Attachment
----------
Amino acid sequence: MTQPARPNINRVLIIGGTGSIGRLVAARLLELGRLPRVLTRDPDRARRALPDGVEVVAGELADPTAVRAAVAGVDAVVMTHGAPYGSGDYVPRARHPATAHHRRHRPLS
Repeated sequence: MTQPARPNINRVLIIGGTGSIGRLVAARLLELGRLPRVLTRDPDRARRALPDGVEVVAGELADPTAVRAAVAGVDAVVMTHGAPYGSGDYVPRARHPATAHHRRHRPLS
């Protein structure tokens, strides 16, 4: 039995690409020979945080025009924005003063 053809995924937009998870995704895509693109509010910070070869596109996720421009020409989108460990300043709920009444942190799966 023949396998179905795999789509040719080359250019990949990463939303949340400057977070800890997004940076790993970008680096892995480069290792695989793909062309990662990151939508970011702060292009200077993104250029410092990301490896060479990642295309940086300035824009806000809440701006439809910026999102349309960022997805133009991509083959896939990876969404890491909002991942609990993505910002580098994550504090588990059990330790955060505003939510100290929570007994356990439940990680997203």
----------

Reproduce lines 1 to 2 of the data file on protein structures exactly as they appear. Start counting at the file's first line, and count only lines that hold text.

Amino acid sequence: MTQPARPNINRVLIIGGTGSIGRLVAARLLELGRLPRVLTRDPDRARRALPDGVEVVAGELADPTAVRAAVAGVDAVVMTHGAPYGSGDYVPRARHPATAHHRRHRPLS
Repeated sequence: MTQPARPNINRVLIIGGTGSIGRLVAARLLELGRLPRVLTRDPDRARRALPDGVEVVAGELADPTAVRAAVAGVDAVVMTHGAPYGSGDYVPRARHPATAHHRRHRPLS